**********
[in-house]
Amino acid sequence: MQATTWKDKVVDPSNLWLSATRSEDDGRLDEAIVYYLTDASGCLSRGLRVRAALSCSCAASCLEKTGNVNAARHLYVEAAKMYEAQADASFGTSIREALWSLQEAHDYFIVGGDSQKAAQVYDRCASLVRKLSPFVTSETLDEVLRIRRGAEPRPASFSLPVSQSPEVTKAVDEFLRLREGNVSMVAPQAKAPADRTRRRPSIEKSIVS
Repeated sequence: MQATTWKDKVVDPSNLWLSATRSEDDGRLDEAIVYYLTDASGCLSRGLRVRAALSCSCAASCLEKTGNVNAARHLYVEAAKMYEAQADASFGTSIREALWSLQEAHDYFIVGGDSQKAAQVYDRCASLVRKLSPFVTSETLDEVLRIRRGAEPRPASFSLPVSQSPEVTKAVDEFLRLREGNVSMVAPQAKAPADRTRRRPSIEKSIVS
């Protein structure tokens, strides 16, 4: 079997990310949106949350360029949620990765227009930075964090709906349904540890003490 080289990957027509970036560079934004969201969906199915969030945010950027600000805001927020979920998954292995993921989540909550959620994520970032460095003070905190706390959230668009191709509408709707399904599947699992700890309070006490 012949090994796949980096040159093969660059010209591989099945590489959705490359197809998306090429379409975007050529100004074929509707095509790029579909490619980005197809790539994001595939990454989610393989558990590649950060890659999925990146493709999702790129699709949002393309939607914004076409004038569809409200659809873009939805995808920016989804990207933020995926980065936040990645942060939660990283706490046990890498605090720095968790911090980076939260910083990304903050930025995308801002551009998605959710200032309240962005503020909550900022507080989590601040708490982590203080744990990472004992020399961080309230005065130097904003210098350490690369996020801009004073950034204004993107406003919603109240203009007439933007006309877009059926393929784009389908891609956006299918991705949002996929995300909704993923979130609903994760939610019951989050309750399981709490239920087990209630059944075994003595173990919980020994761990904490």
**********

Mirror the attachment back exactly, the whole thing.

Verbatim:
[in-house]
Amino acid sequence: MQATTWKDKVVDPSNLWLSATRSEDDGRLDEAIVYYLTDASGCLSRGLRVRAALSCSCAASCLEKTGNVNAARHLYVEAAKMYEAQADASFGTSIREALWSLQEAHDYFIVGGDSQKAAQVYDRCASLVRKLSPFVTSETLDEVLRIRRGAEPRPASFSLPVSQSPEVTKAVDEFLRLREGNVSMVAPQAKAPADRTRRRPSIEKSIVS
Repeated sequence: MQATTWKDKVVDPSNLWLSATRSEDDGRLDEAIVYYLTDASGCLSRGLRVRAALSCSCAASCLEKTGNVNAARHLYVEAAKMYEAQADASFGTSIREALWSLQEAHDYFIVGGDSQKAAQVYDRCASLVRKLSPFVTSETLDEVLRIRRGAEPRPASFSLPVSQSPEVTKAVDEFLRLREGNVSMVAPQAKAPADRTRRRPSIEKSIVS
């Protein structure tokens, strides 16, 4: 079997990310949106949350360029949620990765227009930075964090709906349904540890003490 080289990957027509970036560079934004969201969906199915969030945010950027600000805001927020979920998954292995993921989540909550959620994520970032460095003070905190706390959230668009191709509408709707399904599947699992700890309070006490 012949090994796949980096040159093969660059010209591989099945590489959705490359197809998306090429379409975007050529100004074929509707095509790029579909490619980005197809790539994001595939990454989610393989558990590649950060890659999925990146493709999702790129699709949002393309939607914004076409004038569809409200659809873009939805995808920016989804990207933020995926980065936040990645942060939660990283706490046990890498605090720095968790911090980076939260910083990304903050930025995308801002551009998605959710200032309240962005503020909550900022507080989590601040708490982590203080744990990472004992020399961080309230005065130097904003210098350490690369996020801009004073950034204004993107406003919603109240203009007439933007006309877009059926393929784009389908891609956006299918991705949002996929995300909704993923979130609903994760939610019951989050309750399981709490239920087990209630059944075994003595173990919980020994761990904490």